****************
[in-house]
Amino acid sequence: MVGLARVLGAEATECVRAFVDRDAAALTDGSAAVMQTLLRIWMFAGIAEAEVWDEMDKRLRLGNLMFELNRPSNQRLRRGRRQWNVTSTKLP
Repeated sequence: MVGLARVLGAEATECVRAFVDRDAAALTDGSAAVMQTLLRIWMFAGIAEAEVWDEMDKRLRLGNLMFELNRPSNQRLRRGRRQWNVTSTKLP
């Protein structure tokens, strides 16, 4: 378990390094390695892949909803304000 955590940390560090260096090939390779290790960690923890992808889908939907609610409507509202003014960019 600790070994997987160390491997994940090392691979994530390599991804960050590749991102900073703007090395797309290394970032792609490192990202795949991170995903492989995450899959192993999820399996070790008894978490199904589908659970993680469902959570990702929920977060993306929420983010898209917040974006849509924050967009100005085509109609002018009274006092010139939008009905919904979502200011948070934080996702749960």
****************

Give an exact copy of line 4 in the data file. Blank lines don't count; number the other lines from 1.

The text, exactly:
């Protein structure tokens, strides 16, 4: 378990390094390695892949909803304000 955590940390560090260096090939390779290790960690923890992808889908939907609610409507509202003014960019 600790070994997987160390491997994940090392691979994530390599991804960050590749991102900073703007090395797309290394970032792609490192990202795949991170995903492989995450899959192993999820399996070790008894978490199904589908659970993680469902959570990702929920977060993306929420983010898209917040974006849509924050967009100005085509109609002018009274006092010139939008009905919904979502200011948070934080996702749960």